# If I understand well, the current centripetal accelaration compensation is based on the d_fi / d_t from the z gyro and the v coming from the gps. I think it's only correct if there is no wind, because computing the acceleration this way requires the speed relative to the circle center. If there is wind, this is not the case and the correction is inaccurate.

(Easy to prove it considering a plane flying in a circle with a speed 100km/h relative to the air, and the wind is 100km/h too. Then the gps ground  speed is 200km/h in wind direction and 0 km/h against the wind. So the compensation is double in one side of the circle and zero on the opposite side, while the centripetal acceleration is constant.)

The first idea is using the speed relative to the air instead of relative to ground. But it needs a Pitot sensor, or wind estimation based on gps data and some calibration circles etc.

I have a simple idea. (maybe I missed something important and it's just wrong?)

Here is it:
To keep the correct position of the horizont while flying in a circle, the algorithm needs the radial acceleration. Subtract the radial acceleration from the measured (g+a) value, get this way the correct g gravity vector and use that as the reference of vertical direction. So far the same as the the existing algorithm.

The difference is the way getting the radial acceleration value.

I think the algorithm needs the radial acceleration as a single scalar value, because it's supposedly perpendicular to the plane length axis. Let's calculate the scalar value from the gps data:

(dv(n)-dv(n-1))/dt etc.
(vector subtraction, but we use the length of the result only)

Calculating the acceleration this way has an inherent noise because of the gps speed noise, but it's averaged in the the slow drift elimination loop, so hopefully doesn't kill the process. (the current algorithm suffers from this too, so my proposed process hopefully not worse)

This algorithm is not sensitive to wind speed at all, because it uses the speed difference, so any additional constant speed eliminated.
Nor is it sensitive to the heading, so no problem if the real heading and the ground speed vector is not equival.
The algorithm is pretty simple as well.

What do you think?

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### Replies to This Discussion

Of course the sign of the acceleration value is important (compensate to the left or right). However I think first check if the basic idea is OK, and such details later.
Hi mmormota,

You are correct, centripetal acceleration compensation should be based on airspeed, not ground speed. That is on my list of revisions to make to MatrixPilot, which currently uses ground speed. The present method based on groundspeed has flown thousands of missions, and works well enough, so it has not been a high priority for me to revise. For example, take a look at the attached photo of autonomous landings. Paul Bizard did some simulations that showed the value of the speed used in the centripetal compensation is not critical, in any case. Paul did the simulations because several folks have asked for a GPS-less version of stabilization. In that case, you have to assume a value of airspeed. Paul found that the controls are stable, even if you use the wrong value of speed in the acceleration compensation. It was best to slightly overestimate.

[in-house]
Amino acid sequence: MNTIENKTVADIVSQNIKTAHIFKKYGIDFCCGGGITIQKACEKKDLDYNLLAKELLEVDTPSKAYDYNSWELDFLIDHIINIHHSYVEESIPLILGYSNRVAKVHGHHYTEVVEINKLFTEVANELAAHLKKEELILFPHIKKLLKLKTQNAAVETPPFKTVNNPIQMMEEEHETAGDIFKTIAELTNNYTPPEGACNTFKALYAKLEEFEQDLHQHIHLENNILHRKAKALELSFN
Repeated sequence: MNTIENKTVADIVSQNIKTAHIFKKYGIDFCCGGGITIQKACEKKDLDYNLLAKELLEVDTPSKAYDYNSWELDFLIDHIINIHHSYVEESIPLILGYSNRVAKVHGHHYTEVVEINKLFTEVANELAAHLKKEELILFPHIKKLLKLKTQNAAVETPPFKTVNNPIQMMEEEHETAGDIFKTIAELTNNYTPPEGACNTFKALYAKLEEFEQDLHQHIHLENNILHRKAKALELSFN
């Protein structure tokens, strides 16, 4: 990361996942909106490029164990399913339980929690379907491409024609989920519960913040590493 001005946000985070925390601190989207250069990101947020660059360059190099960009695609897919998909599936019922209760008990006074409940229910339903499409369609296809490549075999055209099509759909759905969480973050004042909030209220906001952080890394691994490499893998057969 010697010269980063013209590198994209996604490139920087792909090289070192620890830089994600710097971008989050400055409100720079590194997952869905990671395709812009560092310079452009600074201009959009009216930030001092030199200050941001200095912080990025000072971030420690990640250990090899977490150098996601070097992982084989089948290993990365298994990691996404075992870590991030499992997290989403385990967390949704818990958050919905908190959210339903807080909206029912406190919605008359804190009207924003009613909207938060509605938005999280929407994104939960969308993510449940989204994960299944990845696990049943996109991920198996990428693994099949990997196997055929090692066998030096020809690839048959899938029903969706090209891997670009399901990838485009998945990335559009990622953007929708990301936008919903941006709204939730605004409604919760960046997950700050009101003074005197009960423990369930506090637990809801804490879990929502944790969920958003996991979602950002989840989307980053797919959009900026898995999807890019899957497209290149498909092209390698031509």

The present version of MatrixPilot works well enough with ground speed. I think that is because, if you are flying in a circle, the upwind and downwind errors in using ground speed cancel, to a first approximation. If you are not flying in a circle, then it doesn't matter.

MatrixPilot uses both wind estimation and "dead-reckoning" (a method for integrating accelerometer and GPS data into a location estimate), so it has a reasonably accurate, high-bandwidth estimate of airspeed, without needing a pitot tube. See the attached picture showing wind vector estimates as yellow arrows. Here is a link on estimating the wind.

I will write up the theory and implementation of "dead-reckoning" when I have some free time. Basically you do the following:

1. Use the direction cosine matrix to transform the acceleration vector from body frame to earth frame.
2. Integrate the earth frame acceleration to get earth frame velocity.
3. Integrate the earth frame velocity to get earth frame position.
4. Use the GPS data to compensate for drift.

When you integrate the dead-reckoning method with the wind estimation algorithm, you wind up with a 40 Hz airspeed estimator.

Best regards,
Bill Premerlani

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